The volcker rule prohibits banks from proprietary

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The Volcker Rule prohibits banks from "proprietary trading", meaning transactions conducted purely for their own gain, rather than to serve clients. It was intended to prevent banks from gambling with deposits insured by the federal government. Regulators see big "portfolio hedges", designed to protect against broad risks such as an economic downturn or a rise in interest rates, as risky proprietary trading in disguise and so ban them. It is like Glass-Steagall in that both try to limit the activities of banks beyond taking deposits and providing loans in order to limit the risks (and potential costs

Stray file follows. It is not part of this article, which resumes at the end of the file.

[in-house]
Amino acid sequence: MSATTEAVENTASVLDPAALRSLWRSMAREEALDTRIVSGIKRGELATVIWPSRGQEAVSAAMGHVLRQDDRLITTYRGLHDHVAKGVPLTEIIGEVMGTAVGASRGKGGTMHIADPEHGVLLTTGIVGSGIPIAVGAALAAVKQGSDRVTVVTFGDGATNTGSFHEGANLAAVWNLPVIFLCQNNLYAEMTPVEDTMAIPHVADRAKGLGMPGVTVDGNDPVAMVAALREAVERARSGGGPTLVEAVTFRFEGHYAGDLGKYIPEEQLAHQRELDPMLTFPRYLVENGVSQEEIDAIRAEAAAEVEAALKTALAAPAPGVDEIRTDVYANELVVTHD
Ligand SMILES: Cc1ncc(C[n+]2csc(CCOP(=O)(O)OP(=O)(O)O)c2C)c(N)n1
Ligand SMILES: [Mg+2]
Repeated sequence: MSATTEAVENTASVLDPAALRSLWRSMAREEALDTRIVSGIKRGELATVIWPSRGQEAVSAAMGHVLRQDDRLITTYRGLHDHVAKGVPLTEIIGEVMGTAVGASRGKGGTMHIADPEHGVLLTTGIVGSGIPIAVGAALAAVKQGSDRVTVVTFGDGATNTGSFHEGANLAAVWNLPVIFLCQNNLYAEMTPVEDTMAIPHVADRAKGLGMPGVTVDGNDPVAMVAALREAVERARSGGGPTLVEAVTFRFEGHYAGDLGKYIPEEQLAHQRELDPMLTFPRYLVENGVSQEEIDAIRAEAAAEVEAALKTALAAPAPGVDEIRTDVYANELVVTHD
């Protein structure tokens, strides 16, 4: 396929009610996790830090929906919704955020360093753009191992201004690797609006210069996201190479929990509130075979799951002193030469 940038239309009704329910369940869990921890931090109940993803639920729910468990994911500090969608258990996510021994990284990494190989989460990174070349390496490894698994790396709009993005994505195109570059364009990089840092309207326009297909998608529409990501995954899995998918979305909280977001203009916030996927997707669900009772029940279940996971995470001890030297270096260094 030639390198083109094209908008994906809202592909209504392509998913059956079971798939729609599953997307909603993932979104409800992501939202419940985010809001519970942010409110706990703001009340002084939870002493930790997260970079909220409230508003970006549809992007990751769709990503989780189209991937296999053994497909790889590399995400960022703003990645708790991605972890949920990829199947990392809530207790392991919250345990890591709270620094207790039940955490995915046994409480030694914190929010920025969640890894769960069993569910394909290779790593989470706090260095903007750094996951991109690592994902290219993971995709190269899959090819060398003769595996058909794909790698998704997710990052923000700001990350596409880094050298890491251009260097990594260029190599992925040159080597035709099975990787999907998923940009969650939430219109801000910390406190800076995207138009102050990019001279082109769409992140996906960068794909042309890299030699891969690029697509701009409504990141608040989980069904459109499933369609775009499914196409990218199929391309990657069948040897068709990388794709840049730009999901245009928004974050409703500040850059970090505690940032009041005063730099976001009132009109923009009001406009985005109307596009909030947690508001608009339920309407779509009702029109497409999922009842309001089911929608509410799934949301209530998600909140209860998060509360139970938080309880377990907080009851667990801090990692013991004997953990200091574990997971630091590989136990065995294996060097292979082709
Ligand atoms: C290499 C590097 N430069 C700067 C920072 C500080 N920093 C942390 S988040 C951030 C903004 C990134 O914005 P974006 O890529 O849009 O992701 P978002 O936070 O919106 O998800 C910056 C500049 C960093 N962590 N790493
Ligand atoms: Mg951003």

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to the government). Glass-Steagall prevented commercial banks from entering into the investment banking and brokerage industries, while Volcker prevents investment in securities under the banks’ own names. ii. What are its possible unintended and undesirable consequences? It may limit "market-making", whereby banks keep a supply of securities on hand, so that they can sell them to a customer on demand, or buy them from one even when they do not have another client lined up to pass them on to. Without the liquidity banks provide in this way, pension funds and insurers would find it harder, more time-consuming and more expensive to buy and sell bonds and other financial instruments. The rule alleviates this worry somewhat by allowing banks to buy securities to meet "reasonably expected" demand from customers. In practice banks will probably respond by making markets for a narrow range of securities that already trade frequently, and thus might reasonably be expected to do so in future. Meanwhile, the securities that now change hands less frequently are likely to be shunned, making them even harder to trade. The rule forces banks to tie each hedge to the risks of specific positions they have taken. Yet there are few perfect hedges that match each position, so banks often resort to big "portfolio hedges", designed to protect against broad risks such as an economic downturn or a rise in interest rates. The rule may unintentionally bar small banks, which are largely exempted from its strictures, from investing in financial instruments that currently form a big part of their capital. iii. Which kind of security is exempt and why? Government bonds are exempted from the rule to prevent it from raising the cost of government borrowing and to funnel funds to government bonds. E. Read “Big Insurers Need to be Watched” (19.1) and “Roadkill in the Fed’s race to regulate shadow banking”(19.2) and answer the following: Note: During the Crisis, the government bailed out, for the first time, some nonbank financial institutions, arguing that their failure would have threatened the stability of the financial system. This became official policy under Dodd-Frank, which gave regulators the authority to designate financial institutions (both bank and non-bank) as ‘systemically important’ (SIFIs); institutions so designated would then be subject to “stringent regulation” by the Fed.
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